I was reading yesterday about a theory called Health Self Empowerment (outlined in Chapter 40 of this book). This is a health psychology framework for health promotion particularly designed to target cultural health disparities. In applying this theory, counselors seek to motivate sustained health change by encouraging positivity about progress at every small step along the way toward an implementable health goal.
Thanksgiving in a lot of ways for me is about being thankful for what I have, but I was thinking yesterday after reading about this counseling technique, that I should also be thankful for what I have achieved.
I really feel an accomplished change this year, made obvious by the lack of a heavy cloud of confusion and dread this Thanksgiving eve. I don’t feel nearly as overwhelmed as I have in the past regarding Thanksgiving dinner. I made a brief trip to the grocery store yesterday morning with a very short, easy list, and I’ve got the turkey brining already!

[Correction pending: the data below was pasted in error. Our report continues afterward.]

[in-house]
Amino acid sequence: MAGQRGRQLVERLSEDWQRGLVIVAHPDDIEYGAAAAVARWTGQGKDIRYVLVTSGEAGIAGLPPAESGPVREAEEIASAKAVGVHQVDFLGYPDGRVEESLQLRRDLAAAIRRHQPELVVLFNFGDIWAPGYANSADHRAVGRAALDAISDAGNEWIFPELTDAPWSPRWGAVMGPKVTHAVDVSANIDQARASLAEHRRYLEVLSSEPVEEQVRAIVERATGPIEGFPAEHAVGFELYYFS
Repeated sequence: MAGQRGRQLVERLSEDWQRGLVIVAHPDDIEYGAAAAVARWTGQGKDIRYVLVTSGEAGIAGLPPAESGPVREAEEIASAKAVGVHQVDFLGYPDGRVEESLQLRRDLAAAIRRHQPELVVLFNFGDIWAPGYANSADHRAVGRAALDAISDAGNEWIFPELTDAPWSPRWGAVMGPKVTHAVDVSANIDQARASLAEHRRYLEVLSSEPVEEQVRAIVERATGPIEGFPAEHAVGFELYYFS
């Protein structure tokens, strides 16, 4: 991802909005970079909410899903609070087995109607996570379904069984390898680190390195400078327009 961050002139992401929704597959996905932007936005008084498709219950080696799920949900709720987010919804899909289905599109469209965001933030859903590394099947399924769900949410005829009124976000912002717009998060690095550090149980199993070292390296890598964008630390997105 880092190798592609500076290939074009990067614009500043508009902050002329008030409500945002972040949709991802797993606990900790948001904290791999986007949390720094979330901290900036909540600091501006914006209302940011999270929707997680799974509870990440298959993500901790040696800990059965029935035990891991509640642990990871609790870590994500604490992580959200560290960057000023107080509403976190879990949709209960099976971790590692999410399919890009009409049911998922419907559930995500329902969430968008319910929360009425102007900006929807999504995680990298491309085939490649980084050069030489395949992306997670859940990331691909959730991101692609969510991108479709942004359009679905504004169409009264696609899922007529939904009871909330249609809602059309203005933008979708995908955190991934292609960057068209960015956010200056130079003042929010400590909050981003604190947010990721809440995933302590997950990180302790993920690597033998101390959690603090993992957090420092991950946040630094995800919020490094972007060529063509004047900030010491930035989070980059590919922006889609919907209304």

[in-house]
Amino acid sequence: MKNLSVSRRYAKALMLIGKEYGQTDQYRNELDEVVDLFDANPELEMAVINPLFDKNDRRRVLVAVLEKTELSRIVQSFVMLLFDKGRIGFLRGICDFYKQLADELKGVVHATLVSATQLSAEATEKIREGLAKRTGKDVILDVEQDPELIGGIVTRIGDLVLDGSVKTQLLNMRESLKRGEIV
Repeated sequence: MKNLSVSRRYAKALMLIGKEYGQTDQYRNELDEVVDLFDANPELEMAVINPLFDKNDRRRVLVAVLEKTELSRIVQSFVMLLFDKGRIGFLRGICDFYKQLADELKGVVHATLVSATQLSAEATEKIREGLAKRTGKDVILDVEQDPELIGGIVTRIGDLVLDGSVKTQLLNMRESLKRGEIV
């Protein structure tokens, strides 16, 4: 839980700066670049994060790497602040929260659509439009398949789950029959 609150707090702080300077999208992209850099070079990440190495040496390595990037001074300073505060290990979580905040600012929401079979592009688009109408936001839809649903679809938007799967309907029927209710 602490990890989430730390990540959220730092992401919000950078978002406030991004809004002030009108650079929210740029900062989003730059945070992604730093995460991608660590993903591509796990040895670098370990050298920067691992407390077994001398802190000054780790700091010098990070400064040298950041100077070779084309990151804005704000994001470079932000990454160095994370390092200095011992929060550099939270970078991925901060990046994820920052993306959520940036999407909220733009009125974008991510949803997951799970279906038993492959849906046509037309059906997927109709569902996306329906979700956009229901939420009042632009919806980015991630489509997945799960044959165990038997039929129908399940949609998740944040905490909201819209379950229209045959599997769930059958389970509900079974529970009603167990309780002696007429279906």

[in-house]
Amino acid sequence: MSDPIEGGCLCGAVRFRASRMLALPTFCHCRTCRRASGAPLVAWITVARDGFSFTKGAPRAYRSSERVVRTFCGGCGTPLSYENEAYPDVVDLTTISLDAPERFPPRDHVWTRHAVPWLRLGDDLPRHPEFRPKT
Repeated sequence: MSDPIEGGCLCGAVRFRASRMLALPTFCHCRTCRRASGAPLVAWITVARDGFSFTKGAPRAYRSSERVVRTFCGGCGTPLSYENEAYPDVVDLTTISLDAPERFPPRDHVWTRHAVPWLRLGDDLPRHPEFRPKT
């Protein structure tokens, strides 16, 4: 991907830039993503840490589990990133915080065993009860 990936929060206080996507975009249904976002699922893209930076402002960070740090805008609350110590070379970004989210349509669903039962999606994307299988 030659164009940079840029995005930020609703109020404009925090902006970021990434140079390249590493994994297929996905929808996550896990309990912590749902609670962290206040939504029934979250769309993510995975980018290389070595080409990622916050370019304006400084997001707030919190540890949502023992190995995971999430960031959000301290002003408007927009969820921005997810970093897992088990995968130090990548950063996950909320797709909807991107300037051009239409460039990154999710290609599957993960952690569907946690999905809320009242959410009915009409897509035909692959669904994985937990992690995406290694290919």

I think this difference is in great part due to the kitchen experience that I have continued to build on, in successes and fails, throughout the year. I think it is also is owed to my comittment to make changes to my eating habits, including my first attempt at a vegetable garden and all the learning I did in my month of eating Unprocessed. I’m also really proud of the progress I have made with Ghanaian cooking as I continue to explore the integration of two cultures in my life.
So this year, I am appreciative of the accomplishments I have endeavored to realize throughout the past year. I am thankful for the ability and means to pursue these goals and the support of loved ones around me who have encouraged me to achieve them!
Here is the plan for this year’s very simple Thanksgiving menu:
Spice-rubbed Roast Turkey
served with Pan Gravy
Apple and Sausage Stuffing
Roasted Sweet Potatoes
Steamed Brussels Sprouts
Whole Berry Cranberry Sauce
and for dessert,
Maple Pumpkin Pie
We are planning to be at home tomorrow, just the two of us for dinner. You may be wondering how we can manage a whole turkey with just the two of us. Well, my husband claims every year that he can eat a whole turkey all by himself. Maybe in past years, this claim was due to the fact that I wasn’t a very good cook, so he hadn’t eaten very well for the past 365 days…but we’ll see how he does this year.